A big part of studying abroad is learning how to reconcile the expectations you hold of your host country with the reality of living in your host culture once you arrive. Sometimes, these preconceived notions of what life will be like are heavily influenced by media in your home culture. Do you expect all French people to walk around in striped shirts and berets? If you’re American, maybe. Is that how things really are in France? Hate it to break it to you, but… no.
While these perceptions can be innocent or even funny, sometimes the media paints not-so-flattering images of countries or cultures that ignore the bigger picture. ISEP Regional Director Jeanne d’Arc often finds this is the case with ISEP’s programs in Africa and the Middle East: the media doesn’t always have nice things to say. But what about how the media paints the United States in foreign countries? Jeanne d’Arc discusses what it means to look beyond your expectations and discover – for yourself – what it means to learn about another culture.
Growing up, the United States of America – which we commonly referred to back in Senegal as America: one place, not the conglomeration of states – was a land where tall buildings were constantly flirting with a sky that forever lost the brightness of its stars. America did not need stars to be well-lit, for electricity was an endless and free commodity that serviced all households at nights. In America, it was always daytime! I grew up watching television series, dramas, and soap operas such as “Starsky & Hutch,” “Dallas,” and the “The Bold and the Beautiful.” It did not matter where they were filmed, the message was clear: as much as America was a land of opportunity where hard work always paid off, what I was seeing on television was an America that was unsafe. The America I was dreaming to visit one day consisted of New York City, Harlem, or the Bronx. I could not begin to fathom why there seemed to be always something bad happening. In America, the police never slept. I used to ask myself, “how was it possible that such a powerful country was incapable of ensuring peace in its own land?” To me, Americans did not have time to greet each other in the street. Most importantly, Americans did not know their next door neighbors, and would certainly not pay one a visit unannounced. In simple terms Americans did not socialize. Could safety be the reason why people did not socialize? Interestingly, I found it fascinating that people seemed to thrive in that “unsafe” environment, and if they did – why not me?
I set foot in JFK, the very New York (or America) I so badly wanted to see. This started an experience that has changed my perception of America and is still shaping how I approach other countries and cultures. I came to discover the United States of America by conversing with a random bus driver who used his personal cell phone to inform my friend about my landing in New York City; through staying with an African American family for two weeks in Milwaukee, Wisconsin, and with a Caucasian one in Minnesota as a host family; by getting lost days and nights while driving in the most remote mountains of North Carolina and finding my way thanks to the help of locals. I discovered America when my mother was showered with “Welcome to America!” in the grocery stores, parks, malls, and churches of Charlotte, Boone, and Blowing Rock, NC. I came to experience that the United States of America is not homogeneous. America is a web of cultures, of people from different walks of life, from the big cities to the smallest town. People in New York City can be as warm as people in Blowing Rock, NC. America, to me, is not what the media shows – it is about who you interact with, and how far inland you are open to go to in order to immerse yourself in the culture.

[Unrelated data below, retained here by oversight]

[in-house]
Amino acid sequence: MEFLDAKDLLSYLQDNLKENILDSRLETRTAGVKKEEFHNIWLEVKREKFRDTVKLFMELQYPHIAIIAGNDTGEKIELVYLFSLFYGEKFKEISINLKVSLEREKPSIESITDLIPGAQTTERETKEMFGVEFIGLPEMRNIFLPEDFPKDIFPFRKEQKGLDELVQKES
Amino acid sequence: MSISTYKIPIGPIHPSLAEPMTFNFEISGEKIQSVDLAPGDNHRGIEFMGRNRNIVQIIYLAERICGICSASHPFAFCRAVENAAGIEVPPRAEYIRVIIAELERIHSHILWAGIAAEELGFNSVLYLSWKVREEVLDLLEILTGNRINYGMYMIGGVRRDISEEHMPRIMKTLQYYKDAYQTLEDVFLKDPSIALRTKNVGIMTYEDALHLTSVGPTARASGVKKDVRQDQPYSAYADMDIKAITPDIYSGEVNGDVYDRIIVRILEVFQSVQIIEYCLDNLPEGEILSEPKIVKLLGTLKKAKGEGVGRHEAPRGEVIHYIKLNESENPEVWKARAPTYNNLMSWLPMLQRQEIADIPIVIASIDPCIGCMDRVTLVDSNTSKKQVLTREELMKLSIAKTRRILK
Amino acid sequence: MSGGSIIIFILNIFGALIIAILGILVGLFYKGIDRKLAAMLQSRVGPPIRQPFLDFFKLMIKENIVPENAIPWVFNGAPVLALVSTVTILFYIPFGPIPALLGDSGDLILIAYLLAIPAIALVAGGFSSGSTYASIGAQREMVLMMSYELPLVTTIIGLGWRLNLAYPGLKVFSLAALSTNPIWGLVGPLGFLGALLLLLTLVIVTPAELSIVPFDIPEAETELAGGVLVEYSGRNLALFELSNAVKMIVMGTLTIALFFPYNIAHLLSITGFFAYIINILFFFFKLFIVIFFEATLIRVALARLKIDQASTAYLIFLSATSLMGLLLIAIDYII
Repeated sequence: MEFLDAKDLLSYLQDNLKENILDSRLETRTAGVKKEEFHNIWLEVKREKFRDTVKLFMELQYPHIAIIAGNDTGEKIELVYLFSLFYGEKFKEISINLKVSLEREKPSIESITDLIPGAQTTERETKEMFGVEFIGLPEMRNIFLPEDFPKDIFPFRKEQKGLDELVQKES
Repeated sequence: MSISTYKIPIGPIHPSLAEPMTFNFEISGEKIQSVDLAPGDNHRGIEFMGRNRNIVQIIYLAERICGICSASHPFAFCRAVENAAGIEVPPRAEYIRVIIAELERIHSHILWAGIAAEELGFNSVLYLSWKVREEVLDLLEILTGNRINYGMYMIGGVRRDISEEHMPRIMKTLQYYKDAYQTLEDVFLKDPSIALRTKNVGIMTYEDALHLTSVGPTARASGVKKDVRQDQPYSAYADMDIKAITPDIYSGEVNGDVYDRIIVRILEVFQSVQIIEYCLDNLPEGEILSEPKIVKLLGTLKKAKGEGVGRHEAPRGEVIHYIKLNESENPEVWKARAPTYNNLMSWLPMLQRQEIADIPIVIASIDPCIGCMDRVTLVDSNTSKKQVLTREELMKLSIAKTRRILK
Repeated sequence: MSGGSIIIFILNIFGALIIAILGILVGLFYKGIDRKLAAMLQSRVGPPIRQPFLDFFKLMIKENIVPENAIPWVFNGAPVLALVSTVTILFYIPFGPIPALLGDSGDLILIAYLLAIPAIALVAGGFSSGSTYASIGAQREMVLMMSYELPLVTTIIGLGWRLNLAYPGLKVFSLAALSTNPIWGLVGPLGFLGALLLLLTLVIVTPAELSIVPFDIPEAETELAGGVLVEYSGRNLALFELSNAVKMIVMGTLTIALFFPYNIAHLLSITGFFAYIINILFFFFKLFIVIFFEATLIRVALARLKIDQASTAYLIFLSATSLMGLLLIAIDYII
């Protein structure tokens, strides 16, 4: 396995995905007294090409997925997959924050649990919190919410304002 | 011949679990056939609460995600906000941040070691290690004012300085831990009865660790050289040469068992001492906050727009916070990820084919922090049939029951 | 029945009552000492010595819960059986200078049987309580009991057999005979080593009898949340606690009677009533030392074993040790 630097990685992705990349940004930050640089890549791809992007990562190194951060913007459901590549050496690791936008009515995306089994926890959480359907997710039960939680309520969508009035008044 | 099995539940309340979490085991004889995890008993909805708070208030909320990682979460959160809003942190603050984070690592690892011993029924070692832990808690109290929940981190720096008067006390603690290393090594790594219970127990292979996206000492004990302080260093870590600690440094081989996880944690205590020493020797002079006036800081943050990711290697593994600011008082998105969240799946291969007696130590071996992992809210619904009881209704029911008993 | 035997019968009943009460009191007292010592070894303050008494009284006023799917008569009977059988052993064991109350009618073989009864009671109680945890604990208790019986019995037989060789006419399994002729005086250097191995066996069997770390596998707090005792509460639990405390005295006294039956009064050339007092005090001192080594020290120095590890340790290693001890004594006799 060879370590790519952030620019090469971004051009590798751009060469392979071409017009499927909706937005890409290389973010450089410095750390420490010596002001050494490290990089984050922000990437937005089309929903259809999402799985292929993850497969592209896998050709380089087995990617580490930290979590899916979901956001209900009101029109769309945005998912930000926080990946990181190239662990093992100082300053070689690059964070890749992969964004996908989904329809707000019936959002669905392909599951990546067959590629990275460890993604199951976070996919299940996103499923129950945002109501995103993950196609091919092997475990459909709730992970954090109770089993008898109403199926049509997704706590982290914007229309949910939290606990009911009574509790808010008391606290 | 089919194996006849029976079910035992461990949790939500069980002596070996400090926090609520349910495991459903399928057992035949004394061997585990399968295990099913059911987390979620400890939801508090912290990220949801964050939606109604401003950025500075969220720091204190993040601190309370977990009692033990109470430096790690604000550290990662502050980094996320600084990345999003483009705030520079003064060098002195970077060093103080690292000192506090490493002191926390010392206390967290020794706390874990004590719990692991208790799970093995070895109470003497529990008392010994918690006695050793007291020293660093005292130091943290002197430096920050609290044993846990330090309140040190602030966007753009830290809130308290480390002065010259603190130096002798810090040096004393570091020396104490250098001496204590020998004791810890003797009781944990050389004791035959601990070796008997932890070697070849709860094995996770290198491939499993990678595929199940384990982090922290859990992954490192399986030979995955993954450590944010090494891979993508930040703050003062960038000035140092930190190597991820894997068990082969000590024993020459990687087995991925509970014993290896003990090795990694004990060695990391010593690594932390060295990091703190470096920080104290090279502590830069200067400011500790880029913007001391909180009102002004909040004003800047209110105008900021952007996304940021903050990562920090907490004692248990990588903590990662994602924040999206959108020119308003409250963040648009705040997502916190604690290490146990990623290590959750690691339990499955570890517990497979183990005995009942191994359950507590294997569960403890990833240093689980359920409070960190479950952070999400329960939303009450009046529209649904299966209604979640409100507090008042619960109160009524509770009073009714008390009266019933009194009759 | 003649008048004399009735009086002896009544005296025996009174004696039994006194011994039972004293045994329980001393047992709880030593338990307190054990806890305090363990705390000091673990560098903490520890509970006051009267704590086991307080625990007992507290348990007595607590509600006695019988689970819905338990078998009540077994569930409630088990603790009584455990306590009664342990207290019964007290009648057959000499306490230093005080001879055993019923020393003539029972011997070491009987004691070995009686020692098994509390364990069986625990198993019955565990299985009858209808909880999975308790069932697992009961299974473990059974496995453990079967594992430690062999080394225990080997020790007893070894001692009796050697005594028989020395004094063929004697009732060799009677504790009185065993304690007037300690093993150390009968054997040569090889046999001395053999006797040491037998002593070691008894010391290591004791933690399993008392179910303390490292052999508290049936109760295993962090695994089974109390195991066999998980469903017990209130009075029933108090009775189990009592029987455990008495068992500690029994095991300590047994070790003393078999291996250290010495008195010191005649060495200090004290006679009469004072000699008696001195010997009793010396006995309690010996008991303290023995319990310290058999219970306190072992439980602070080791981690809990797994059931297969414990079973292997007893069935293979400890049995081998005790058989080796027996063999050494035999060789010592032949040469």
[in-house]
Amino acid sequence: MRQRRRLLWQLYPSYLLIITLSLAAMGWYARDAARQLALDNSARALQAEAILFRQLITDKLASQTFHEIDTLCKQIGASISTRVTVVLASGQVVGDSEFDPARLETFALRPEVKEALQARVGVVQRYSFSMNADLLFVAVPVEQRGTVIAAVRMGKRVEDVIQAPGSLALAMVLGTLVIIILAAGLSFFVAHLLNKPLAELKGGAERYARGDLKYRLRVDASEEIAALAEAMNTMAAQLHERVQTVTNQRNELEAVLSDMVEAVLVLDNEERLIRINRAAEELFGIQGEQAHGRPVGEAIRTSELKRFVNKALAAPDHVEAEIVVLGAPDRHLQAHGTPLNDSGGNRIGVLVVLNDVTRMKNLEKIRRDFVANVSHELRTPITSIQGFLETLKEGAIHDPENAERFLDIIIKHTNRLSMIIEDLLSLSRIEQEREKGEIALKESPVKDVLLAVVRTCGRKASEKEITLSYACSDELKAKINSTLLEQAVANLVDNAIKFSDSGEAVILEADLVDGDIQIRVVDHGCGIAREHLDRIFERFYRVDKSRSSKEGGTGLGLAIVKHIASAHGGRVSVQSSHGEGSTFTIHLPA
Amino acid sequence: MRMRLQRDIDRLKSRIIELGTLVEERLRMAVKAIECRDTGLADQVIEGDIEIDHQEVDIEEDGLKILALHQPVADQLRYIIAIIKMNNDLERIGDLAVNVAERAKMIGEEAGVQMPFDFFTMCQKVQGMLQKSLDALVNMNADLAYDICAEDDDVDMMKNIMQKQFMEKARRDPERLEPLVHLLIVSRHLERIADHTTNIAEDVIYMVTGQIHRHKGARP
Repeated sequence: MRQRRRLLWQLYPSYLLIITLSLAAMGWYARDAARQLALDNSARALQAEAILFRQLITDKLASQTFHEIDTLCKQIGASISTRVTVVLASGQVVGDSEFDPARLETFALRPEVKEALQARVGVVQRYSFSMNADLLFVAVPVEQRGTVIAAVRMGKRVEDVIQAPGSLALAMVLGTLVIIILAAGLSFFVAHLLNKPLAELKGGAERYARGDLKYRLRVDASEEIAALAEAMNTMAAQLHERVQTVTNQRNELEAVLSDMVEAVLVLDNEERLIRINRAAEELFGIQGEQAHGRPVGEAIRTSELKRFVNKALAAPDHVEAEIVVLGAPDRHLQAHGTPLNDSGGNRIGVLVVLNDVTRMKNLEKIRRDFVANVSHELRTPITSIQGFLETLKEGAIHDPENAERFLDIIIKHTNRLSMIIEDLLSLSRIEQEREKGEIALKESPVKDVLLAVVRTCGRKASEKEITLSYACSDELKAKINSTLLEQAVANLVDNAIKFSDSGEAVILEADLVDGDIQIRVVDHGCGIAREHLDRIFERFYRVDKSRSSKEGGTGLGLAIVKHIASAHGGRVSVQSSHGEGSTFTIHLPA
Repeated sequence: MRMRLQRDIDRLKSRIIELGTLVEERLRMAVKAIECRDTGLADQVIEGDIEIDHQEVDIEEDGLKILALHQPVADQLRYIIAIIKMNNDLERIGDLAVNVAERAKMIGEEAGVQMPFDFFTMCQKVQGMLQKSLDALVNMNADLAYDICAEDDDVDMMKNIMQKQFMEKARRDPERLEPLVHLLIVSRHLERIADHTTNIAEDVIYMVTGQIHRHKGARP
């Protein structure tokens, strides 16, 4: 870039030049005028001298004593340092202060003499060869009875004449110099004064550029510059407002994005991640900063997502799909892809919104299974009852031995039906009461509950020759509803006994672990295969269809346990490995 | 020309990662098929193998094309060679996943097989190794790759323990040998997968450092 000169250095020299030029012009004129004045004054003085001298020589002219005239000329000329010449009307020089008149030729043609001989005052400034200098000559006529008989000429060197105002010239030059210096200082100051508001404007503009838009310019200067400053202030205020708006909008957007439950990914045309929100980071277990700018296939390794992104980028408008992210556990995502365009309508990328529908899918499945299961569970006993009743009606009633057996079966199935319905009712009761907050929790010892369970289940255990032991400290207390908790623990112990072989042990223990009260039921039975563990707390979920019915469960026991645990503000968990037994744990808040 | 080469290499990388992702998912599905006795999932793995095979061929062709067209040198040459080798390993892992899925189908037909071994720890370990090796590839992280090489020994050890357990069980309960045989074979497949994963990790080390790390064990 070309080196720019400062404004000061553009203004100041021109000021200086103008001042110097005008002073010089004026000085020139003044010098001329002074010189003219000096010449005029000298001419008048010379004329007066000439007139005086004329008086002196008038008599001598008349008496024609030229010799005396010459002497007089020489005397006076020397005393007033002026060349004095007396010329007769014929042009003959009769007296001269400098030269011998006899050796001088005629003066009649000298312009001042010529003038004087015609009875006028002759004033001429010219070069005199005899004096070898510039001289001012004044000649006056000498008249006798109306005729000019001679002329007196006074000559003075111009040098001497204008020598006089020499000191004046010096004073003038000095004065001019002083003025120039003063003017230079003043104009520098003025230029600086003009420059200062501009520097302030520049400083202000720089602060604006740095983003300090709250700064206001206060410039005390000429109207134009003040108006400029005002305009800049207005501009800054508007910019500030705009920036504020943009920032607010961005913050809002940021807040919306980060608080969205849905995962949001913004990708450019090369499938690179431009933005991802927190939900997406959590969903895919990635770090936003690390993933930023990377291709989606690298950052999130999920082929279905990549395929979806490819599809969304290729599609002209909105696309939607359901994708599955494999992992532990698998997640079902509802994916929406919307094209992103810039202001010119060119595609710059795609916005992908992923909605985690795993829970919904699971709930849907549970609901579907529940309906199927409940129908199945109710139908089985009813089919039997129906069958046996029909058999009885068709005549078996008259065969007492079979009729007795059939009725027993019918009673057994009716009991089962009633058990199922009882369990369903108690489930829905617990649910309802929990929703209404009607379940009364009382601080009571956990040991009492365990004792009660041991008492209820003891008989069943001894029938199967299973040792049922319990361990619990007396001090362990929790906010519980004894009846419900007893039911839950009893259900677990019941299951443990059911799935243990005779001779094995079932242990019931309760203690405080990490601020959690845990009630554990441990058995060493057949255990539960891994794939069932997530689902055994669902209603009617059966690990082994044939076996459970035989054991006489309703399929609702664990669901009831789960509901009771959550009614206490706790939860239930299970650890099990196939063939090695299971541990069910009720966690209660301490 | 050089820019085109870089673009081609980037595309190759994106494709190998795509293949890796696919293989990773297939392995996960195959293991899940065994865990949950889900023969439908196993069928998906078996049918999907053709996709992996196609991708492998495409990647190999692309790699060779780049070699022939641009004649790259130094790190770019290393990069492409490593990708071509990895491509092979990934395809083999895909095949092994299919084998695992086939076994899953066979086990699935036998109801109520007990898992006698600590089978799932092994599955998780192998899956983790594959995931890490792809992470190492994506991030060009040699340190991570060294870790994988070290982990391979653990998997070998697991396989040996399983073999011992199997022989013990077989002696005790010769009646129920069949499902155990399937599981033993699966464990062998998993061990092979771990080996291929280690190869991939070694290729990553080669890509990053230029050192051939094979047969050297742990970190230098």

Likewise, Ghana is not Mauritania and Morocco is far from Ethiopia. Cameroon and Botswana are different from South Africa. However, these countries have one thing in common: they are in the continent of Africa, a continent of more than 50 countries with different ethnic groups and languages, a distinct culture. Africa is full of wealth, from its natural resources to its human capital; visitors will find themselves covered with attention, care, and consideration when in Ghana. In Senegal, the individual exists as part of the community.
For most people in the United States, the Middle East brings in mind images of uprisings, instability, veils and hijabs for women and turbans for men who practice Islam. Because they dominate the media, these images usually convey a message of Islam as a religion of intolerance, violence, oppression, and violation of human rights. However, the media does not paint a complete picture. While many Middle Eastern people are Muslim, not all Muslims are Arab or speak Arabic. As a matter of fact, the majority of Muslims live outside of the Middle East in countries such as Indonesia, which has the largest Muslim population in the world. In Senegal, over 90 percent of the population is Muslim and lives in perfect harmony with their Christian neighbors.
To experience this diverse wealth of ethnicity, culture, and languages, I invite students to discover the continent with their own eyes and write their own authentic story – much like I wrote my own story when coming to the United States of America.
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